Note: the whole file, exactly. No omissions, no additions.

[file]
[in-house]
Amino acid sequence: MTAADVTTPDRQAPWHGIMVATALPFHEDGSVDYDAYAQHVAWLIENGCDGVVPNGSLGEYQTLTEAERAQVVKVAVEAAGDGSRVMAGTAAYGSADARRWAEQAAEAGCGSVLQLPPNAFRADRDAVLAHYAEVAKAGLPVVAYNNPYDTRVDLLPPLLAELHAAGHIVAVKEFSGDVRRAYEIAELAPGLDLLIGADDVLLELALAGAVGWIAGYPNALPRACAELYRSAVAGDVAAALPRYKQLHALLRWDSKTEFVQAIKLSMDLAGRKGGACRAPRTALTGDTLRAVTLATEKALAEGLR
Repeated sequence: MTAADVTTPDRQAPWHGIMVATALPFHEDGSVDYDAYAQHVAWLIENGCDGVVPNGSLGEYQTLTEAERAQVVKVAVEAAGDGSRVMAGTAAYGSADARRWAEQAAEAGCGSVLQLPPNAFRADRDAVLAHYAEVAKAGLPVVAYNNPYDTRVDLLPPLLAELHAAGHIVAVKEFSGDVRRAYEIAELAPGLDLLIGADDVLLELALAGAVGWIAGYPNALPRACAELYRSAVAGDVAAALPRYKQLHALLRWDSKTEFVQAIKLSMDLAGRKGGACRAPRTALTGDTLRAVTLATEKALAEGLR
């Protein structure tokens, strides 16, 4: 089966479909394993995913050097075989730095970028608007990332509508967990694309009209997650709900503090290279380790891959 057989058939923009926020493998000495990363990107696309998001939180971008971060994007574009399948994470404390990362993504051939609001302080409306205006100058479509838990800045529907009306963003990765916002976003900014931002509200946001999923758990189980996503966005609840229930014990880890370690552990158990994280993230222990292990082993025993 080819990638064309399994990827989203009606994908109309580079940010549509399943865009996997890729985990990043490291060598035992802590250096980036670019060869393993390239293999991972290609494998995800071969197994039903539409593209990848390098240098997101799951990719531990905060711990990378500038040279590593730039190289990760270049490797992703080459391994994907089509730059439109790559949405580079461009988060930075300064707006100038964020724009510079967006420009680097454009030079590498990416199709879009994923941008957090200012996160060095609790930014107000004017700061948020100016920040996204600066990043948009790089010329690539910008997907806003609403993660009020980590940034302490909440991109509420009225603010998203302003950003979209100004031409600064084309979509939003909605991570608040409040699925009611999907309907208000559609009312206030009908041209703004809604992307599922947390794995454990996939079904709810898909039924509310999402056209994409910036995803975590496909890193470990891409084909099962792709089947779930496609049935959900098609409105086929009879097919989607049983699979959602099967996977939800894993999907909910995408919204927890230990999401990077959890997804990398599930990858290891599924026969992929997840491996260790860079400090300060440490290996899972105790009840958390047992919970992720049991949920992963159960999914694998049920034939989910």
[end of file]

[in-house]
Amino acid sequence: MTAADVTTPDRQAPWHGIMVATALPFHEDGSVDYDAYAQHVAWLIENGCDGVVPNGSLGEYQTLTEAERAQVVKVAVEAAGDGSRVMAGTAAYGSADARRWAEQAAEAGCGSVLQLPPNAFRADRDAVLAHYAEVAKAGLPVVAYNNPYDTRVDLLPPLLAELHAAGHIVAVKEFSGDVRRAYEIAELAPGLDLLIGADDVLLELALAGAVGWIAGYPNALPRACAELYRSAVAGDVAAALPRYKQLHALLRWDSKTEFVQAIKLSMDLAGRKGGACRAPRTALTGDTLRAVTLATEKALAEGLR
Repeated sequence: MTAADVTTPDRQAPWHGIMVATALPFHEDGSVDYDAYAQHVAWLIENGCDGVVPNGSLGEYQTLTEAERAQVVKVAVEAAGDGSRVMAGTAAYGSADARRWAEQAAEAGCGSVLQLPPNAFRADRDAVLAHYAEVAKAGLPVVAYNNPYDTRVDLLPPLLAELHAAGHIVAVKEFSGDVRRAYEIAELAPGLDLLIGADDVLLELALAGAVGWIAGYPNALPRACAELYRSAVAGDVAAALPRYKQLHALLRWDSKTEFVQAIKLSMDLAGRKGGACRAPRTALTGDTLRAVTLATEKALAEGLR
């Protein structure tokens, strides 16, 4: 089966479909394993995913050097075989730095970028608007990332509508967990694309009209997650709900503090290279380790891959 057989058939923009926020493998000495990363990107696309998001939180971008971060994007574009399948994470404390990362993504051939609001302080409306205006100058479509838990800045529907009306963003990765916002976003900014931002509200946001999923758990189980996503966005609840229930014990880890370690552990158990994280993230222990292990082993025993 080819990638064309399994990827989203009606994908109309580079940010549509399943865009996997890729985990990043490291060598035992802590250096980036670019060869393993390239293999991972290609494998995800071969197994039903539409593209990848390098240098997101799951990719531990905060711990990378500038040279590593730039190289990760270049490797992703080459391994994907089509730059439109790559949405580079461009988060930075300064707006100038964020724009510079967006420009680097454009030079590498990416199709879009994923941008957090200012996160060095609790930014107000004017700061948020100016920040996204600066990043948009790089010329690539910008997907806003609403993660009020980590940034302490909440991109509420009225603010998203302003950003979209100004031409600064084309979509939003909605991570608040409040699925009611999907309907208000559609009312206030009908041209703004809604992307599922947390794995454990996939079904709810898909039924509310999402056209994409910036995803975590496909890193470990891409084909099962792709089947779930496609049935959900098609409105086929009879097919989607049983699979959602099967996977939800894993999907909910995408919204927890230990999401990077959890997804990398599930990858290891599924026969992929997840491996260790860079400090300060440490290996899972105790009840958390047992919970992720049991949920992963159960999914694998049920034939989910």